To maximize the impact on families developed countries generally combined home visiting and clinic care to create a comprehensive intervention. However, given the amount of resources required for such interventions, they have generally focused on at-risk populations, such as low-birth-weight infants.

In a longitudinal study in Vermont, seven in-hospital and four home teaching sessions were held for mothers on how to adapt to their low-birth-weight infants, including how to act responsively.37 Nine years later, these children showed better academic performance and behaviour than low-birth-weight infants who were randomly assigned not to receive the intervention. At the follow-up, intervention infants did not differ from normal-birth-weight children, whereas control low-birth-weight infants performed significantly worse. This study showed that a short-term, early intervention can prevent developmental delays often associated with low-birth-weight. In general, interventions that combine clinic care and home visiting have been found to reduce (by 0.5-0.75 standard deviations) the decrease in intellectual performance usually suffered by at-risk infants.38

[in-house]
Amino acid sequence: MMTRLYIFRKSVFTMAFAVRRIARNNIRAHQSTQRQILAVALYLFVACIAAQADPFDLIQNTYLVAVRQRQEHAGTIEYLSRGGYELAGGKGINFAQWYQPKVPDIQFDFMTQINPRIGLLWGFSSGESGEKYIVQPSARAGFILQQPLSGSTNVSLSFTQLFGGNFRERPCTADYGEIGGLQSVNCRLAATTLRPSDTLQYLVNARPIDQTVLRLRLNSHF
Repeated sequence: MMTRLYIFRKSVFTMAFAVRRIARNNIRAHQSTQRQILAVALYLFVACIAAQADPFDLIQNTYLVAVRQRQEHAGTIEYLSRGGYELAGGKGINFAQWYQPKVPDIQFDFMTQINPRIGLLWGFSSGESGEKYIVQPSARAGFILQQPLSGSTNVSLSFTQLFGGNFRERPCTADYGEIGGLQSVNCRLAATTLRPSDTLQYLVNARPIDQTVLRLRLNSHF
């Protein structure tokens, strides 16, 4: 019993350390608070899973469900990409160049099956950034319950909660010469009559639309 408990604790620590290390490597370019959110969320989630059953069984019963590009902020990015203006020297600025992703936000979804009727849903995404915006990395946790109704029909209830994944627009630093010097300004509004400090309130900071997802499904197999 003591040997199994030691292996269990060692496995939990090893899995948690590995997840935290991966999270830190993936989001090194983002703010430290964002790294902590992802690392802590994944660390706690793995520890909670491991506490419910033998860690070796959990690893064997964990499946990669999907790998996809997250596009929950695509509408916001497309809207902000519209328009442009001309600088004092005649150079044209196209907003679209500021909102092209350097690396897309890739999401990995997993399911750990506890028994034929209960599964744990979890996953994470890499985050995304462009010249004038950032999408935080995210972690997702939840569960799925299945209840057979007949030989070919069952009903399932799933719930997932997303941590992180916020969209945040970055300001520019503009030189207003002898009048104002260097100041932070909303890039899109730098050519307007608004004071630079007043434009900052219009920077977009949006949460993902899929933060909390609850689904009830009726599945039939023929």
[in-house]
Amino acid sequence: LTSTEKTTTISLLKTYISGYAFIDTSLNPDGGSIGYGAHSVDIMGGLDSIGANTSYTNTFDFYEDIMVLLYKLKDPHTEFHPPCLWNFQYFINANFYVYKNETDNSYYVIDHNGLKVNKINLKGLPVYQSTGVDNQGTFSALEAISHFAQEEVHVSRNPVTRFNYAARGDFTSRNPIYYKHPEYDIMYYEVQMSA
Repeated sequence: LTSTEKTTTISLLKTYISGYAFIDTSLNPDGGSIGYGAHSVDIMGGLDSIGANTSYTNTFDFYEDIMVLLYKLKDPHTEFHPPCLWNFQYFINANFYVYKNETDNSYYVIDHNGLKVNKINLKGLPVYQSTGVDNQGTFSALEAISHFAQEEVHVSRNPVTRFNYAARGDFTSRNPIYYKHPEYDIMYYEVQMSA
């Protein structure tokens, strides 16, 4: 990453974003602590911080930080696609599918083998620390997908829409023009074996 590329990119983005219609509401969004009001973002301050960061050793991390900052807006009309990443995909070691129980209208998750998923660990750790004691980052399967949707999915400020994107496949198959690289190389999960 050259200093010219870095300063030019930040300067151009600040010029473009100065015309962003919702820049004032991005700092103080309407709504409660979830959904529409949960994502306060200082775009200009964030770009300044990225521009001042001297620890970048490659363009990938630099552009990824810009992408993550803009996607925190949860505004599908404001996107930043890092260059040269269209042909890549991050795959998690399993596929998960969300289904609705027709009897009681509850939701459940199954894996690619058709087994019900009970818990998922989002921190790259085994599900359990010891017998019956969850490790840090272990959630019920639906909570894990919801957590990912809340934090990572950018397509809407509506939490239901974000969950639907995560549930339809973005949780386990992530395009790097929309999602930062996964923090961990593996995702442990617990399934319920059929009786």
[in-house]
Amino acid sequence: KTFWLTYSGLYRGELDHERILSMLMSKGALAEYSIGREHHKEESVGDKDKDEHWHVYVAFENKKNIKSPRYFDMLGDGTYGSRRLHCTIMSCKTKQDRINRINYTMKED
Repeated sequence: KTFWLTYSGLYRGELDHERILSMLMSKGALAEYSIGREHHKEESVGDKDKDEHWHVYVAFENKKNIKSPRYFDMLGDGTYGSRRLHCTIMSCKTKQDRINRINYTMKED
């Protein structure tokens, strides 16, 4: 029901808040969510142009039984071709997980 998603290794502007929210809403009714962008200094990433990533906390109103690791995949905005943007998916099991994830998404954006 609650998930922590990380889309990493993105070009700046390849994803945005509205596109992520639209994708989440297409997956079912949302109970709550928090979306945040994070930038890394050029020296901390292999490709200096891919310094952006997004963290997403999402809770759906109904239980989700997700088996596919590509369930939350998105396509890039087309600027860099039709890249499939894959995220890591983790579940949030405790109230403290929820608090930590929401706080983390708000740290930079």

Developing countries

It was difficult to find randomized controlled trials on responsiveness in developing countries. However, the evidence base is expanding with a growing agreement that parenting interventions are feasible for improving child health and development.39 In the studies we reviewed, interventions used home visits and home visits in combination with nutritional supplementation.

Home visits to provide support and improve parenting was a well-established intervention in several developing countries, especially Bolivia, Honduras, India, Indonesia, Jamaica, Democratic People's Republic of Korea, Mexico, Peru, South Africa and Sri Lanka.39 Unfortunately, while there is a lack of published studies tracking outcomes, a few well-designed studies have provided good results.

A two-stage intervention carried out on a cohort of 234 low-birth-weight infants in Kingston, Jamaica showed positive results.40 The first stage (from 0 to 8 weeks) focused on improving maternal responsiveness (e.g. mothers were encouraged to talk to their babies and respond to their cues) and had a beneficial effect on child behaviour and problem solving at seven months.40 The second stage (from 7 to 24 months) attempted to enhance maternal-child interactions, including demonstrations of play techniques. After both stages, children had improved home environments and development, eliminating the delays expected among low-birth-weight infants.41 The costs of supplies and training were low enough for the intervention to be feasible in the relatively resource-poor Jamaican community.